Living Columns & Blogs

Ask a Gardener: How do I get rid of wasps, yellow jackets?

While paper wasps (shown) and yellow jackets actually help gardeners by preying on garden pests, most people don’t like them buzzing around. Getting rid of them takes vigilance.
While paper wasps (shown) and yellow jackets actually help gardeners by preying on garden pests, most people don’t like them buzzing around. Getting rid of them takes vigilance. The Bellingham Herald

Question: We’ve been bedeviled by wasps and yellow jackets in our yard. What’s the best way to get rid of them?

Answer: Here’s a little known fact: wasps and yellow jackets prey on garden pests. They help gardeners!

Still, no one really likes having them in close vicinity; they’re well-armed and not hesitant to respond to perceived threats.

Keeping them at bay requires vigilance. Leave no food for them to eat. Cover trash cans tightly, and clean up any ripe, fallen fruit.

With lots of overhangs around our house — perfect places for wasps to build their nests — we’ve found that regular monitoring, and dislodging of nests while they’re still small, goes far in limiting the problem. Try to do it when the wasps are out hunting, and use a VERY long pole to keep a safe distance.

To get rid of a large nest, buy a can of aerosol spray designed specifically for wasps and yellow jackets. And spray the nest at dusk, when the most insects will be it. The spray on these products is quite strong, so you can keep your distance as you spray.

Q: Some of the potatoes that I have been harvesting are a lovely green shade in places. What happened? Are they safe to eat?

A: Potatoes will turn green when exposed to sunlight. However, all your hard work isn’t wasted. You can safely eat the potatoes as long as you cut off the green parts. Compost the greens cuttings and you’ve completed the circle!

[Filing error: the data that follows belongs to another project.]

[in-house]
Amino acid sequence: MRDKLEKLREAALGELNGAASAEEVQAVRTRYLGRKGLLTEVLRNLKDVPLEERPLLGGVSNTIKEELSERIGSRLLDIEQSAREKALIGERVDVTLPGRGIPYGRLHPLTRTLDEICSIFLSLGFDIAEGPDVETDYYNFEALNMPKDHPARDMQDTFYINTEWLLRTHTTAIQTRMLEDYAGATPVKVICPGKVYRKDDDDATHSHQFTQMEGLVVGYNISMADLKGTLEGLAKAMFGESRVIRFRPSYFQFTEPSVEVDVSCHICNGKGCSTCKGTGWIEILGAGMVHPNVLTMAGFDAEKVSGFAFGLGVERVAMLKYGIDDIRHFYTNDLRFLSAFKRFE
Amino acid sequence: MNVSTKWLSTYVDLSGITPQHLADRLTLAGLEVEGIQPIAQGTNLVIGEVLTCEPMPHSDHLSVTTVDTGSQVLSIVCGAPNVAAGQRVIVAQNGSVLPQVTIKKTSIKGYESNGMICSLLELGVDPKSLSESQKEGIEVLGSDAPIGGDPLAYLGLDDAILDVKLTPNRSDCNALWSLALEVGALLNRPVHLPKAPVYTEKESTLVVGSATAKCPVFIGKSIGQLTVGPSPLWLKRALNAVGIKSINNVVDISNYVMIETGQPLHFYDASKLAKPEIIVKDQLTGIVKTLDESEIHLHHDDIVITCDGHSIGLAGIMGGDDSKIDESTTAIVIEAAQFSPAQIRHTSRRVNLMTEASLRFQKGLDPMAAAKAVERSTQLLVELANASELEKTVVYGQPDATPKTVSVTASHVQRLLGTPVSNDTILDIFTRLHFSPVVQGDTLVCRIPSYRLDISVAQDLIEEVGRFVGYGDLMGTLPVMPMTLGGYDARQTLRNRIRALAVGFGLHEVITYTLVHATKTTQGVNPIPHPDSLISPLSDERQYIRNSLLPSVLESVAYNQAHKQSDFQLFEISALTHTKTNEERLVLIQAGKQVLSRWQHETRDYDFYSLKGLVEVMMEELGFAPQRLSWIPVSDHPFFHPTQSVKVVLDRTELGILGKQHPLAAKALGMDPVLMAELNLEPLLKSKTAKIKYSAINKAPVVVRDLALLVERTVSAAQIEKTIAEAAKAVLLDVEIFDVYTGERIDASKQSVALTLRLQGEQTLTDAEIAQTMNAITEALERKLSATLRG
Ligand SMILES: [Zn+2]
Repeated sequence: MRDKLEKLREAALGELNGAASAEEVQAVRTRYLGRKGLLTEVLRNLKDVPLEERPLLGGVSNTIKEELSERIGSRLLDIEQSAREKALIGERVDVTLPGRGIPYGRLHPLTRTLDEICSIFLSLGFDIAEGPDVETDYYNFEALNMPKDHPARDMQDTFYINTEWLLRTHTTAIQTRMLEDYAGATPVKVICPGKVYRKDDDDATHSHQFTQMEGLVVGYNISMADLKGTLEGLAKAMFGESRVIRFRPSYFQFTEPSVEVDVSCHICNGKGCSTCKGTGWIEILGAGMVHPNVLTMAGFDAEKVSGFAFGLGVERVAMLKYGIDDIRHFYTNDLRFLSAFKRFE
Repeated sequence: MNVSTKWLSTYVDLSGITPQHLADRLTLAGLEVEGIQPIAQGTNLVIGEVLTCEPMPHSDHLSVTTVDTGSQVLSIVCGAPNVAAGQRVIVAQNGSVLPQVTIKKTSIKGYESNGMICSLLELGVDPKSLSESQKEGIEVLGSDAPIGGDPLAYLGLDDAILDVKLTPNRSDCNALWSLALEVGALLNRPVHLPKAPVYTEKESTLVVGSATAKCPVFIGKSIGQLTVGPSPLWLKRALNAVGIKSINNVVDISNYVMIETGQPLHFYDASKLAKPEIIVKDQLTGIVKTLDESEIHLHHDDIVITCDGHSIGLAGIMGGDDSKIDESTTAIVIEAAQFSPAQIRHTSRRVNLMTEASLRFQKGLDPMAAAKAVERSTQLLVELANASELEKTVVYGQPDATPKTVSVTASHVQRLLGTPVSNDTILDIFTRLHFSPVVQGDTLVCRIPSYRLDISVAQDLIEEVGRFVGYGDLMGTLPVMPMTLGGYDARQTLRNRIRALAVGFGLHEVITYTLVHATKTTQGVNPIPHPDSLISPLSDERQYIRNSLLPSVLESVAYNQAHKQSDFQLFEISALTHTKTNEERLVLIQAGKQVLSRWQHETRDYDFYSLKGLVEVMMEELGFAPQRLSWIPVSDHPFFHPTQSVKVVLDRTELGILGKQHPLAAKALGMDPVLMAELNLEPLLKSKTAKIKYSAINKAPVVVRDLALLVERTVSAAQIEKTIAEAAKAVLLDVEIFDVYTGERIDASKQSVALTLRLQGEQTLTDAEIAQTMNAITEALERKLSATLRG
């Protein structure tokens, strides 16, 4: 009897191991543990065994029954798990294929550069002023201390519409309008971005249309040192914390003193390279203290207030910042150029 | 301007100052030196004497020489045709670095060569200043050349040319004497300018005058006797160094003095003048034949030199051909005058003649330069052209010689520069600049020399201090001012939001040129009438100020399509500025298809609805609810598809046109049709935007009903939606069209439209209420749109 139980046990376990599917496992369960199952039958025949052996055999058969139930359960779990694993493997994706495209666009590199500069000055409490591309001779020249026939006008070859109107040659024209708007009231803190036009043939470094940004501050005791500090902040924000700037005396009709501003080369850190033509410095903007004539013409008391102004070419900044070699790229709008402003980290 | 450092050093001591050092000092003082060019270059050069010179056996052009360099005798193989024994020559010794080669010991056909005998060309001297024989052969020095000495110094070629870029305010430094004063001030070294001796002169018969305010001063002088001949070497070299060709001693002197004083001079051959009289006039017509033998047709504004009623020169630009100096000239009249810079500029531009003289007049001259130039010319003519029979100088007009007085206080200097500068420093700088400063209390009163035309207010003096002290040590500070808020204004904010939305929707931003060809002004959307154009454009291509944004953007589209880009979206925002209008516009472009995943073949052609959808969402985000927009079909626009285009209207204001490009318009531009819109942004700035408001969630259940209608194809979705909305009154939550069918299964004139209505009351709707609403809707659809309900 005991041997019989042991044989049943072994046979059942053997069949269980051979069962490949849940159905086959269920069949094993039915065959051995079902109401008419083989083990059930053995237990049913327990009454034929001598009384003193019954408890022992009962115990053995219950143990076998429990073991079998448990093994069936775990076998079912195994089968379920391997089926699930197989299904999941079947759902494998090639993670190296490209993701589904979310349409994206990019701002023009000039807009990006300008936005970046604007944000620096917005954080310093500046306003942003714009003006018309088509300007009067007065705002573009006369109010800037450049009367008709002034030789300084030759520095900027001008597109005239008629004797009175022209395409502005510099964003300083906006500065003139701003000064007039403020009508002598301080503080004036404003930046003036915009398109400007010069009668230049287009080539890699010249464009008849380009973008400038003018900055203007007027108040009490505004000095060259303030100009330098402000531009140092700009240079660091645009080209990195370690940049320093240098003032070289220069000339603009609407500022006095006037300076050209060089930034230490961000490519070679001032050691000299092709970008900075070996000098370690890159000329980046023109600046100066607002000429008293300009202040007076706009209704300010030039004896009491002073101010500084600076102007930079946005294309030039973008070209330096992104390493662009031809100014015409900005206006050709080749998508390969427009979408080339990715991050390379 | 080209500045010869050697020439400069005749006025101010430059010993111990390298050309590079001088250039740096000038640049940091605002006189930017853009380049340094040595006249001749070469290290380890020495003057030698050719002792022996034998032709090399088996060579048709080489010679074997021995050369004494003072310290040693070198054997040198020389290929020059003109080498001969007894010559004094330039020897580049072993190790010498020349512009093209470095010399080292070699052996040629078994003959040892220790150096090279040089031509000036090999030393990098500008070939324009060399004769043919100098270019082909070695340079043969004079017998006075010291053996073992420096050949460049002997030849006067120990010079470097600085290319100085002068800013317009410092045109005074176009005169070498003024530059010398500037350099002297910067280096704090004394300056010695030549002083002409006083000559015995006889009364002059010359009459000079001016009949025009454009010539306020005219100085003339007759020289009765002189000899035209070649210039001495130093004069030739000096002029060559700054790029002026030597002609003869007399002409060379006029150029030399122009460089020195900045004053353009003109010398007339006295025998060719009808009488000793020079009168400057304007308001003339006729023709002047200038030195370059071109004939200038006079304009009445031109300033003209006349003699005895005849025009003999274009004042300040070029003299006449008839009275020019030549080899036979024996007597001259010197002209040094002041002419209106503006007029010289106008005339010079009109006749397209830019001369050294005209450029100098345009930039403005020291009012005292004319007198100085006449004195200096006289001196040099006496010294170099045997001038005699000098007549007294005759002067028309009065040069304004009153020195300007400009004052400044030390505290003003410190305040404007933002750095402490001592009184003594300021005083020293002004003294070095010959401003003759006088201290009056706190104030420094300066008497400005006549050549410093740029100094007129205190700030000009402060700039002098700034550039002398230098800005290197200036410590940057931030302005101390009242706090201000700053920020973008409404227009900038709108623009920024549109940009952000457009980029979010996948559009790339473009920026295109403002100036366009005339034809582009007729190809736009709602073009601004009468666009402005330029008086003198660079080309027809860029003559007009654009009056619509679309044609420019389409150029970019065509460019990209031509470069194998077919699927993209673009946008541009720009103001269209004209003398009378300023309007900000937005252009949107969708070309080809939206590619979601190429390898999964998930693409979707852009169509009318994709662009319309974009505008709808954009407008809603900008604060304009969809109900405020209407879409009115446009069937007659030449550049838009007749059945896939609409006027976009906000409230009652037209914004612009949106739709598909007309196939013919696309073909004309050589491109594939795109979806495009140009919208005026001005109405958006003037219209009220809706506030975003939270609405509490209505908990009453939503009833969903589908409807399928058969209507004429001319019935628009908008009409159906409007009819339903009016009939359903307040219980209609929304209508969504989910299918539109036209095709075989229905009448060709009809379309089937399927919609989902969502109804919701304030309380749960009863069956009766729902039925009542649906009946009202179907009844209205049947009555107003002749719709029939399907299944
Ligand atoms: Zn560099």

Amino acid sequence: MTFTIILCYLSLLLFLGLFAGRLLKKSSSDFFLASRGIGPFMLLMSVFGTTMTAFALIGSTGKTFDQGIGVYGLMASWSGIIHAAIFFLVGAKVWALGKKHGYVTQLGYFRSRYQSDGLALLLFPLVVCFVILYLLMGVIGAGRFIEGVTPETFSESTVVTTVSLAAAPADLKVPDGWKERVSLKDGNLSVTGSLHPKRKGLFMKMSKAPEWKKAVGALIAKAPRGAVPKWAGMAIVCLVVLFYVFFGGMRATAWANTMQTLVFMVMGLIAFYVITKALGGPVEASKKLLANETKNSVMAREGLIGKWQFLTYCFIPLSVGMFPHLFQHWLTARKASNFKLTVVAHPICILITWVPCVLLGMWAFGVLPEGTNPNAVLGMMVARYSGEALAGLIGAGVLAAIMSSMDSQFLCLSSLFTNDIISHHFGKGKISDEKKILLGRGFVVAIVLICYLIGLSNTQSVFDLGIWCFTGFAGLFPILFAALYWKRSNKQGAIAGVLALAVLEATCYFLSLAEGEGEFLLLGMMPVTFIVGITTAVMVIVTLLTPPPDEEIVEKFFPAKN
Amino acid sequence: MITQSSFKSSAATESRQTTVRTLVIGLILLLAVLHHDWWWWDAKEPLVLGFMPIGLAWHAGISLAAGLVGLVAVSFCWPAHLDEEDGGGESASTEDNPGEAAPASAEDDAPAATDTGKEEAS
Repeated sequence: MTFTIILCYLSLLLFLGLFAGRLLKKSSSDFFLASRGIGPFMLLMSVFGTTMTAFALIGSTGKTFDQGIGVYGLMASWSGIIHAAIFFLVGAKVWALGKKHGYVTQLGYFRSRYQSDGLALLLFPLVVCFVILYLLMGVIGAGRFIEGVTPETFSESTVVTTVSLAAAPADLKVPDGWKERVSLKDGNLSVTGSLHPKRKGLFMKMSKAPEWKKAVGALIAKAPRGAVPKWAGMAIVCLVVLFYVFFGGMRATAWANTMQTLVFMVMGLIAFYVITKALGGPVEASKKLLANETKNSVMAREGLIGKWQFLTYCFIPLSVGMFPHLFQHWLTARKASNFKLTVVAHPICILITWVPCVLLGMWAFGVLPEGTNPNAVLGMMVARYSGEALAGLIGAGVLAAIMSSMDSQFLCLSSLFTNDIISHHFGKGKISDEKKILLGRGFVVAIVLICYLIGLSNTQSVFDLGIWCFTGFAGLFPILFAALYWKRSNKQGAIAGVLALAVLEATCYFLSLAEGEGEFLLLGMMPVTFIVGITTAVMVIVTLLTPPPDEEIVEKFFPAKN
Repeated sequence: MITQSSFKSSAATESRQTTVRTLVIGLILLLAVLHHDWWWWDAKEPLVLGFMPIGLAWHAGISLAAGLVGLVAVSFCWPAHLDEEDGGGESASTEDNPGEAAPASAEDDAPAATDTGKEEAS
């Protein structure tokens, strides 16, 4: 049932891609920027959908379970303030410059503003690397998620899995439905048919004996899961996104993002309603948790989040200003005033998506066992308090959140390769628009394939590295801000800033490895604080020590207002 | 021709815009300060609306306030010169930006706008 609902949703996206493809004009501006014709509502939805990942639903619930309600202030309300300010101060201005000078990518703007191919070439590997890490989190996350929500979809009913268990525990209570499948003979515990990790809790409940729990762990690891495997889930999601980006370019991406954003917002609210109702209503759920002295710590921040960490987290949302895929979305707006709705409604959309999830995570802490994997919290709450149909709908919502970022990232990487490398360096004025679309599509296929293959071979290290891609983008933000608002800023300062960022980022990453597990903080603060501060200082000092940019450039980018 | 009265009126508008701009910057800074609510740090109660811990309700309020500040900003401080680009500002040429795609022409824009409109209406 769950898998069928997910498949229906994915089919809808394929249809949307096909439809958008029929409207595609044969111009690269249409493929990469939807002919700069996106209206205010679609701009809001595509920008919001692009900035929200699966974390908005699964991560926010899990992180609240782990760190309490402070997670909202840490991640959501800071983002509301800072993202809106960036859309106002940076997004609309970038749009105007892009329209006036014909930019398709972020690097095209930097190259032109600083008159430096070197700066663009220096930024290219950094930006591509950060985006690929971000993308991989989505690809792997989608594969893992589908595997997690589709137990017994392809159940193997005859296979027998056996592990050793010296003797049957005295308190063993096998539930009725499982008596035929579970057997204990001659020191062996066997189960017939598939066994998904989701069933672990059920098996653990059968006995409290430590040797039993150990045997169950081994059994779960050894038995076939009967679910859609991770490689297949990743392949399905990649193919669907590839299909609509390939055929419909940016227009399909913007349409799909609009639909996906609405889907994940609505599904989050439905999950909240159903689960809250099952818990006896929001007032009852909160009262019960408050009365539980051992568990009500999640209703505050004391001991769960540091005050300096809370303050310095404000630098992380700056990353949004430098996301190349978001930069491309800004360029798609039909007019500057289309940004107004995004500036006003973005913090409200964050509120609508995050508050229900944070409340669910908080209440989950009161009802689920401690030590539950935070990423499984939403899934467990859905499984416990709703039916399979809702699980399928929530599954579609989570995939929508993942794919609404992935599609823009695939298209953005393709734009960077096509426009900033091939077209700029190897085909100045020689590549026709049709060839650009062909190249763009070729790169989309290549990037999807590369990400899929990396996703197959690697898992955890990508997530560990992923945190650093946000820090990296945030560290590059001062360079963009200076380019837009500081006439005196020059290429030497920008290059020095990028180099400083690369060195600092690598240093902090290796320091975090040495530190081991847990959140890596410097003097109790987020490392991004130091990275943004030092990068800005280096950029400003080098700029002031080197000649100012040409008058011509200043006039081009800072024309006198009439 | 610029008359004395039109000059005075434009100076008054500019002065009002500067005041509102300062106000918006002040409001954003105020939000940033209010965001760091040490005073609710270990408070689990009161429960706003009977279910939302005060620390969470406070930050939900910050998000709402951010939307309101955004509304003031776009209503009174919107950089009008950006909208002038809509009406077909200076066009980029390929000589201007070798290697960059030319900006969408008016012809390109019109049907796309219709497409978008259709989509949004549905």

Q: What is the best time to spray dormant oil on my fruit trees?

A: In the late winter you can spray.

A light covering of dormant oil on fruit trees will cover and protect against many problems, including aphids, thrips, mealybugs, whitefly, scale, and spider mites that cling to the bark. It suffocates them. It also will destroy the eggs of codling moths, a real problem in our area.

There are several reasons to spray in late winter. First, this is when insects and their eggs are coming out of dormancy. They are softer and thus more vulnerable to the spray. Second, the oil and water mixture should not freeze, so the temperature needs to be 40 degrees or higher. Don’t spray if freezing night temperatures are predicted. Don’t spray on a windy day.

Spray each tree at one time, making sure to cover the trunk and all large branches. If you have had a major insect problem, you might do another spray a few days later.

And for those unlucky few who wonder if anything will help bring their fruit trees into a healthier state, you can spray in the fall, after all the leaves have fallen. NEVER spray when either fruit or foliage is present.

Alert to Gardeners: There’s a great class coming up — The Gardening Green: Sustainable Landscaping Class sponsored by Whatcom County and taught by Sue Taylor. Topic will include reducing the maintenance of your garden; managing pest and diseases; attracting wildlife; choosing the right plants; and water conservation.

You will learn to do a site analysis, create conceptual design plans, and develop a planting plan for the areas you are renovating. You get a class manual and the opportunity to purchase native plants at wholesale prices. Sue will visit your property to help with your plan.

Participants are always pleased with the newfound confidence that they can create a sustainable landscape that is safe and healthy for their families, pets and the environment.

And did I mention the class is free? But hurry, they always fill up.

What: Gardening Green: Sustainable Landscaping Class

When: Tuesdays and Thursdays, Sept. 22-Oct. 8, 2015

Registration or information:; 360-671-3891

Kathleen Bander of Bellingham is a lifelong gardener. If you have a gardening question you'd like answered in the column, please email it to For more gardening information online, go to